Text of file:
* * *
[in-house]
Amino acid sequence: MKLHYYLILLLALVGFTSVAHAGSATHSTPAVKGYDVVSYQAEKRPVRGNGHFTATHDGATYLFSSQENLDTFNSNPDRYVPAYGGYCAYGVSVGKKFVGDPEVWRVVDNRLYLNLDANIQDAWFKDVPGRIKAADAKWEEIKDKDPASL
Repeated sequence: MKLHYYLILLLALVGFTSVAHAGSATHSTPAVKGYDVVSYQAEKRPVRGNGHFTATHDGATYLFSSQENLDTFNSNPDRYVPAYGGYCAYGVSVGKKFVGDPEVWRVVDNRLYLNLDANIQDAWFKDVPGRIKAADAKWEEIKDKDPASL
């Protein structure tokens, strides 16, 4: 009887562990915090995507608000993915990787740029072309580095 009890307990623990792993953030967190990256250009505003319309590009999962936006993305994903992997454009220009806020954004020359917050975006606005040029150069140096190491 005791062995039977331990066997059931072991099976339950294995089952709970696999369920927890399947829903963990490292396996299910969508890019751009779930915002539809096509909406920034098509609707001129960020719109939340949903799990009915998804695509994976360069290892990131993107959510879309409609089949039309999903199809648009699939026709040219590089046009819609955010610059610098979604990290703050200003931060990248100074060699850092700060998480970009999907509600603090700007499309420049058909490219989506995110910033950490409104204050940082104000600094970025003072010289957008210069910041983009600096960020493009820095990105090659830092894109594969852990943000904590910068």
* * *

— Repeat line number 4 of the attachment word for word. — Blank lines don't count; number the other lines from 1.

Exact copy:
């Protein structure tokens, strides 16, 4: 009887562990915090995507608000993915990787740029072309580095 009890307990623990792993953030967190990256250009505003319309590009999962936006993305994903992997454009220009806020954004020359917050975006606005040029150069140096190491 005791062995039977331990066997059931072991099976339950294995089952709970696999369920927890399947829903963990490292396996299910969508890019751009779930915002539809096509909406920034098509609707001129960020719109939340949903799990009915998804695509994976360069290892990131993107959510879309409609089949039309999903199809648009699939026709040219590089046009819609955010610059610098979604990290703050200003931060990248100074060699850092700060998480970009999907509600603090700007499309420049058909490219989506995110910033950490409104204050940082104000600094970025003072010289957008210069910041983009600096960020493009820095990105090659830092894109594969852990943000904590910068």